Wednesday, January 25, 2012

Ireland's SOPA proposal that you can't actually vote on

Just found out today that the motherland has gone the way of American senators, bowing down to pressure from the EU and international corporations in regard to intellectual property rights and all that jazz. Infuriating.

You can sign the petition online here

I've also written a long email to the ministers and am currently firing copies to everyone associated with Limerick (yes, I got a bit carried away with the letter...sigh). Do the same for your own county and let's get this thing under control!

This image sums up one of the associated issues of this entire fiasco:

Bye bye, democracy, it was nice knowing you, even if you were broken.

Dear Minister,

I write in regard to the proposed enactment of “S.I. No. of 2011 European Communities (Copyright and Related Rights) Regulations 2011.”

I worked in the field of intellectual property (IP) for almost 2 years in the UK, gaining qualifications in the subject, so I feel that I have some insight into the detrimental impact of this proposed change.

With reference to the costly injunction system, (which few private citizens could afford, regardless of guilt or innocence), the new law would favour the special interest of corporations over the rights of individual citizens. Many of these corporations are not even based in Ireland, so such favouritism would in no way benefit the country.

I am not against financial gain and control over one’s IP (that should be and is legally protected), but I have major concerns for the sweeping changes of the new proposal.

Ireland has always been an island rich in artistic and musical achievements and such legislation will greatly stifle the creative potential of our nation, curbing citizens’ rights to explore new media and share ideas. Such an imposition on personal freedoms also has a knock on effect on the economy, which is clearly in a dire state.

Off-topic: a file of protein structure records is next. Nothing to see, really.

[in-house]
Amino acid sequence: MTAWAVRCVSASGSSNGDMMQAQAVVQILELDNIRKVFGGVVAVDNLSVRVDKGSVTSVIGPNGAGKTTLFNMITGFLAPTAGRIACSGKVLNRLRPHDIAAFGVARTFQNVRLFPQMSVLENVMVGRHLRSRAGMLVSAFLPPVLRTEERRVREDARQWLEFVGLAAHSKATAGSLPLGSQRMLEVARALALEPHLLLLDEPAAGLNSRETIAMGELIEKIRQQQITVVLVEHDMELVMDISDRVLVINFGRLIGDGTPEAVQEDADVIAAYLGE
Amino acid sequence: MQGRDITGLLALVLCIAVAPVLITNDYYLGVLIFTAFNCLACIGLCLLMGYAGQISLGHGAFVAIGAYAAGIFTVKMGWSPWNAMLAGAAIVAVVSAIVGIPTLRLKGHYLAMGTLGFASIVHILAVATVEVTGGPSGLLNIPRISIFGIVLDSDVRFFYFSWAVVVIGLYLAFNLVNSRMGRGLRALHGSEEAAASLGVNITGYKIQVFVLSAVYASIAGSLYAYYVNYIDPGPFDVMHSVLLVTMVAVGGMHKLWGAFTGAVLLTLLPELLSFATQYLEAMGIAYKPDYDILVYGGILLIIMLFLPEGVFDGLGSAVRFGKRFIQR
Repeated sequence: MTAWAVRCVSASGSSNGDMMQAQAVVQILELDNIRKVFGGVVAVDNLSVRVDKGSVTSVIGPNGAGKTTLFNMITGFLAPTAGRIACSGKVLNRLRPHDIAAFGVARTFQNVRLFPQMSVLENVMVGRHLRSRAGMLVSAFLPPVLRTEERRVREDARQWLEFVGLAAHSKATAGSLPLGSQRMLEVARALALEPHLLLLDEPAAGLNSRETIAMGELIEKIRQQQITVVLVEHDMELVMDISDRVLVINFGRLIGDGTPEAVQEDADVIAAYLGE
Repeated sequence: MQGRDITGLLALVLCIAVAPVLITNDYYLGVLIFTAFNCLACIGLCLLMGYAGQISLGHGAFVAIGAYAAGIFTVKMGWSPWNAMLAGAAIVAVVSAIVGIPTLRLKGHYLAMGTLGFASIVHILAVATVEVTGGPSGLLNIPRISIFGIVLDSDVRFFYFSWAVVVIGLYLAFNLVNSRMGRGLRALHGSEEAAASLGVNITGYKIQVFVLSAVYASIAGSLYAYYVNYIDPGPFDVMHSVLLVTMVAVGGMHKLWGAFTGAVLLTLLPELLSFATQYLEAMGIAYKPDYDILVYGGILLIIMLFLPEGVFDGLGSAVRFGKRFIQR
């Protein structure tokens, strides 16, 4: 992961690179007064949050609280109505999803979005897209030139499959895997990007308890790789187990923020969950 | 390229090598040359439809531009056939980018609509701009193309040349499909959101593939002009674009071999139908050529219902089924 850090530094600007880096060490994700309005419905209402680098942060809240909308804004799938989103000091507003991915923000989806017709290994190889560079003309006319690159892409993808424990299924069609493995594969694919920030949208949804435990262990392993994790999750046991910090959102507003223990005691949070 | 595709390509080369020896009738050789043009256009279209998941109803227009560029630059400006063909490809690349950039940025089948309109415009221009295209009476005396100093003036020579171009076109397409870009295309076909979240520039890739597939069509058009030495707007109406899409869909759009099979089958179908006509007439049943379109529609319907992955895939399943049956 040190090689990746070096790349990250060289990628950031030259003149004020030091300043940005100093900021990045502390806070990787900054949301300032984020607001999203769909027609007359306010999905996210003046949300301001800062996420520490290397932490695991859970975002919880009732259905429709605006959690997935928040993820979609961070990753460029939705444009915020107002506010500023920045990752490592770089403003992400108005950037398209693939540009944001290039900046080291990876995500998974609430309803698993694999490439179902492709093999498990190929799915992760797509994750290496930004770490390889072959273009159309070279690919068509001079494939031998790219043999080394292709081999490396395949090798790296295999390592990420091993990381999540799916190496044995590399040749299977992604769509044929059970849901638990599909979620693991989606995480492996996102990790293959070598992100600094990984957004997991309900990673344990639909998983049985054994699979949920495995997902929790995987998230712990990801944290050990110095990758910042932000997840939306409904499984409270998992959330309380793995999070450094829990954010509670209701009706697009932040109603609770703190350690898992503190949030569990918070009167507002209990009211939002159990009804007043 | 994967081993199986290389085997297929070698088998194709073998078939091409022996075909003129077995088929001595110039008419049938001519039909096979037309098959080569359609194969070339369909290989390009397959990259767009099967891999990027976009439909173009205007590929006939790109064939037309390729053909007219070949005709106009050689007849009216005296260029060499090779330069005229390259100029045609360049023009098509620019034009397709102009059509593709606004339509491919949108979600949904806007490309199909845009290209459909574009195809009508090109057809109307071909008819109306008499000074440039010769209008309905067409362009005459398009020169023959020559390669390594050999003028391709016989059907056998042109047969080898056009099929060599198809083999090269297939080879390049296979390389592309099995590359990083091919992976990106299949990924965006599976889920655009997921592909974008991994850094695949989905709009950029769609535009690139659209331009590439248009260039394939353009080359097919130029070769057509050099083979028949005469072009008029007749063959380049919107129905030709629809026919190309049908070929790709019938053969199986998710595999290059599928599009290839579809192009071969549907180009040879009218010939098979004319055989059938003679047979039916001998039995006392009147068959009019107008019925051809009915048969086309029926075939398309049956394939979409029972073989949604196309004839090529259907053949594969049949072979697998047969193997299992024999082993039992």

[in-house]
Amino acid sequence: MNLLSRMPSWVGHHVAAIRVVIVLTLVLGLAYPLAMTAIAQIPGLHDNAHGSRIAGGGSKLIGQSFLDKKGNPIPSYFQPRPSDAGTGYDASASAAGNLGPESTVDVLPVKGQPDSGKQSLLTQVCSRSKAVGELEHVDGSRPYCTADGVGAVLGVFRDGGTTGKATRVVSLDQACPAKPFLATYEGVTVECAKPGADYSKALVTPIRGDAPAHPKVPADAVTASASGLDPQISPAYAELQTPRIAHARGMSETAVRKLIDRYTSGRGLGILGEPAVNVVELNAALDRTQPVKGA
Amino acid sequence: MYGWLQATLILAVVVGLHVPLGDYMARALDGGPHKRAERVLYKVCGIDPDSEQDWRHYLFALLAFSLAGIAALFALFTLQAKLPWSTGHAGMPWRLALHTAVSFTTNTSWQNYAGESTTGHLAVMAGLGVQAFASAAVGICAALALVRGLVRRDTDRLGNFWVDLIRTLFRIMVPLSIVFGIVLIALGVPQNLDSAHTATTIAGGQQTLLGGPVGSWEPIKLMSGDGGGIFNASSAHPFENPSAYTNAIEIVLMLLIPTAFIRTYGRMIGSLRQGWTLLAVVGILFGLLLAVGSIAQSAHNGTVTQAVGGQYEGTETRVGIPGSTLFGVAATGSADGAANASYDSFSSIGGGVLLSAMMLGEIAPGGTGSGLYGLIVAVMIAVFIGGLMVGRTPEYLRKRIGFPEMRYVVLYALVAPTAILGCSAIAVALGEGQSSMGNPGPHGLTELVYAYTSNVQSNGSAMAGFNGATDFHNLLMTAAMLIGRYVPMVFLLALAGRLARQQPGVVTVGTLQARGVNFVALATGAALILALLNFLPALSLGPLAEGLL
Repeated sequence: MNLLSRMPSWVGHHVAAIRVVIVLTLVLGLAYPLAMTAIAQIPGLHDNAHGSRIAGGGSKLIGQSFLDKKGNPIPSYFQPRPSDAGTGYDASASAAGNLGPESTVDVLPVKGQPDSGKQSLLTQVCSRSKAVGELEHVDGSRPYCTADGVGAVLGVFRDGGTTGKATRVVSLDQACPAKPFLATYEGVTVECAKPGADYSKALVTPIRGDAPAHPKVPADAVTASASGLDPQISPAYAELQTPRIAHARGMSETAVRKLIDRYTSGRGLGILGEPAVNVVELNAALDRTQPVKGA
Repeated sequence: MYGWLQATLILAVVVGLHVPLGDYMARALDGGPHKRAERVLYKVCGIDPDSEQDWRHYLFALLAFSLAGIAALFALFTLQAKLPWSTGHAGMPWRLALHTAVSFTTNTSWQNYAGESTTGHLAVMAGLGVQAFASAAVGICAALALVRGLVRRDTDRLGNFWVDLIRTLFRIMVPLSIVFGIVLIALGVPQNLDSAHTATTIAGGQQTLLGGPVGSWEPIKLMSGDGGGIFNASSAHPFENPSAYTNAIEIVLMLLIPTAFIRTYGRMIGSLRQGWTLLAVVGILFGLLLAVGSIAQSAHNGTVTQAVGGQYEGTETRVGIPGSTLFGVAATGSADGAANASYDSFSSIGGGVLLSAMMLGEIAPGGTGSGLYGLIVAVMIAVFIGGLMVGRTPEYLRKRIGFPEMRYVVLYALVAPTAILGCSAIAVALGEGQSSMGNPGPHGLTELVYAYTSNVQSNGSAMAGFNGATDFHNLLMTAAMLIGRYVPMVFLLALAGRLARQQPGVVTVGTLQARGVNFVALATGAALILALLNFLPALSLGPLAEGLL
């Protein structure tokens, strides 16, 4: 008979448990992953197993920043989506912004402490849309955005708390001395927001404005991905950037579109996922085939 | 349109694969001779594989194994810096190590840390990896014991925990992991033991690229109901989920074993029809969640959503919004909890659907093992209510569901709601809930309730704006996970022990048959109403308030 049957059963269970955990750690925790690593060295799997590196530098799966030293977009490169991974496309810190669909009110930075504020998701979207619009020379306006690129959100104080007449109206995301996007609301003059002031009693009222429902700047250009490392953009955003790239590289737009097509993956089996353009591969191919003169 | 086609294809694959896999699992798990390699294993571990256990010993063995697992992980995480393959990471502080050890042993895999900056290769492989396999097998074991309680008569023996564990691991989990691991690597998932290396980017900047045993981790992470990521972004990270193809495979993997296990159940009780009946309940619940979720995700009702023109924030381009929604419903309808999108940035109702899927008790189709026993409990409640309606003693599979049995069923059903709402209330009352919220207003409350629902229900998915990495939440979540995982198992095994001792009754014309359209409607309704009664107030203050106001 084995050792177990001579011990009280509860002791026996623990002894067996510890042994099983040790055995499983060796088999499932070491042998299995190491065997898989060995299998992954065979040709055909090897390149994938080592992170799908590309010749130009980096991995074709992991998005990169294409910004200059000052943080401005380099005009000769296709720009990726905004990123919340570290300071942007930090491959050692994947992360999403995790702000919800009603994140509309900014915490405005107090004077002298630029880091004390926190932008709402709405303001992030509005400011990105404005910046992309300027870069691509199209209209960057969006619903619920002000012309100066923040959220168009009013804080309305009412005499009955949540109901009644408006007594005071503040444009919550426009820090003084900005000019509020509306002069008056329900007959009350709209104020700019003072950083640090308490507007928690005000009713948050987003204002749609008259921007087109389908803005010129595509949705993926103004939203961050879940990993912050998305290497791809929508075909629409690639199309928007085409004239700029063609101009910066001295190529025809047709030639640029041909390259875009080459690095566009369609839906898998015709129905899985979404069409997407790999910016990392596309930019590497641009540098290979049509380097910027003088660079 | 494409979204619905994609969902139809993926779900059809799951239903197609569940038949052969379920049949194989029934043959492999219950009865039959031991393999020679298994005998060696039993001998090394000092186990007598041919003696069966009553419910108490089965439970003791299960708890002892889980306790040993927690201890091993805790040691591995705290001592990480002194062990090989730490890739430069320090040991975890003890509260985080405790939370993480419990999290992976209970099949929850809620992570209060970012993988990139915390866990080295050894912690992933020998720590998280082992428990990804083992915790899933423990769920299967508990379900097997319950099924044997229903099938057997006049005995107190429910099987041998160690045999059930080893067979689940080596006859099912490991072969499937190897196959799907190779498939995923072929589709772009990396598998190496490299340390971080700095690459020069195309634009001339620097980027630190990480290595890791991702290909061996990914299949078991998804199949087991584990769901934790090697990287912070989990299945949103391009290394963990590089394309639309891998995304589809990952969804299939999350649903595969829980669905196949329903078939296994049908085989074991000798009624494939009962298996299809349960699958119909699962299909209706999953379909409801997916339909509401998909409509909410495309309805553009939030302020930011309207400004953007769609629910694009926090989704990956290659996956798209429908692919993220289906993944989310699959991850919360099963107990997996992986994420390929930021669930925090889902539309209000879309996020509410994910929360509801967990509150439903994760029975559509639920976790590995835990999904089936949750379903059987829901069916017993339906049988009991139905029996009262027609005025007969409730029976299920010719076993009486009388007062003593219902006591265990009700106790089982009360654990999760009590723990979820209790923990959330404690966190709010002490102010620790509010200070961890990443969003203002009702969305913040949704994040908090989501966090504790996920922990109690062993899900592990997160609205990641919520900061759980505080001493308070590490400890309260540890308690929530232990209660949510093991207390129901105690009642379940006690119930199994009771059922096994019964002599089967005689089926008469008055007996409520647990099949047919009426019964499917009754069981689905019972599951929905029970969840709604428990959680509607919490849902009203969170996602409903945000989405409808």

Ireland is respected and internationally renowned for her cultural achievements. The newly proposed legislation could cut Ireland off from the rest of the world in terms of sharing sites (like YouTube, Facebook, Twitter, etc.). The country cannot compete in such a stifling environment and will become insulated, separated from the international community.

I believe there is also a duty to respect the wishes of the public, who clearly do not want this legislation to pass. The will of the people must be respected, and it shocks me that the decision on this law is constrained to the Ministers. For this reason, I urge you to please take my views into consideration and share them freely so that the right decision, to vote against the proposed enactment, is carried out.

The people of Ireland, not international multi-million pound corporations, need to be able to trust that their Ministers will protect their views, their interests, and their personal freedoms. It would be an admirable step to move against this proposal, and set a precedent for other countries to follow suit.

I am currently studying abroad, returning frequently to Limerick. Should such oppressive legislation become accepted, I would see it as a death knell to the happy, open, democratic system that I grew up admiring during my youth.